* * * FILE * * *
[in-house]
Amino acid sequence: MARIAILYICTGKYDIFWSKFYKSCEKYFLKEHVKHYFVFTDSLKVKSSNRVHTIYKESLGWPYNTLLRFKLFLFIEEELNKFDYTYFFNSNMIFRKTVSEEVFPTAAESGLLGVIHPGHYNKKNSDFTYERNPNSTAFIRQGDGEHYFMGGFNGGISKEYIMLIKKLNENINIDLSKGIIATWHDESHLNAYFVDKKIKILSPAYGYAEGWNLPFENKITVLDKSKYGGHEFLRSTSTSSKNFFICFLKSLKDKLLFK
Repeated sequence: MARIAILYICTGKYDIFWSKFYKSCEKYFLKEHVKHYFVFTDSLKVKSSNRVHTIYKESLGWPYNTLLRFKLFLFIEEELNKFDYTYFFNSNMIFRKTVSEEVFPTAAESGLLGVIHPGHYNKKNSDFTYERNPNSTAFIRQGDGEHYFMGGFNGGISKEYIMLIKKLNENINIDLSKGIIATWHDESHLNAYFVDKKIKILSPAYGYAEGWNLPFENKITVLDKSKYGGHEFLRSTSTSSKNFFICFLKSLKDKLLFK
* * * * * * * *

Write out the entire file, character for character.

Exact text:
[in-house]
Amino acid sequence: MARIAILYICTGKYDIFWSKFYKSCEKYFLKEHVKHYFVFTDSLKVKSSNRVHTIYKESLGWPYNTLLRFKLFLFIEEELNKFDYTYFFNSNMIFRKTVSEEVFPTAAESGLLGVIHPGHYNKKNSDFTYERNPNSTAFIRQGDGEHYFMGGFNGGISKEYIMLIKKLNENINIDLSKGIIATWHDESHLNAYFVDKKIKILSPAYGYAEGWNLPFENKITVLDKSKYGGHEFLRSTSTSSKNFFICFLKSLKDKLLFK
Repeated sequence: MARIAILYICTGKYDIFWSKFYKSCEKYFLKEHVKHYFVFTDSLKVKSSNRVHTIYKESLGWPYNTLLRFKLFLFIEEELNKFDYTYFFNSNMIFRKTVSEEVFPTAAESGLLGVIHPGHYNKKNSDFTYERNPNSTAFIRQGDGEHYFMGGFNGGISKEYIMLIKKLNENINIDLSKGIIATWHDESHLNAYFVDKKIKILSPAYGYAEGWNLPFENKITVLDKSKYGGHEFLRSTSTSSKNFFICFLKSLKDKLLFK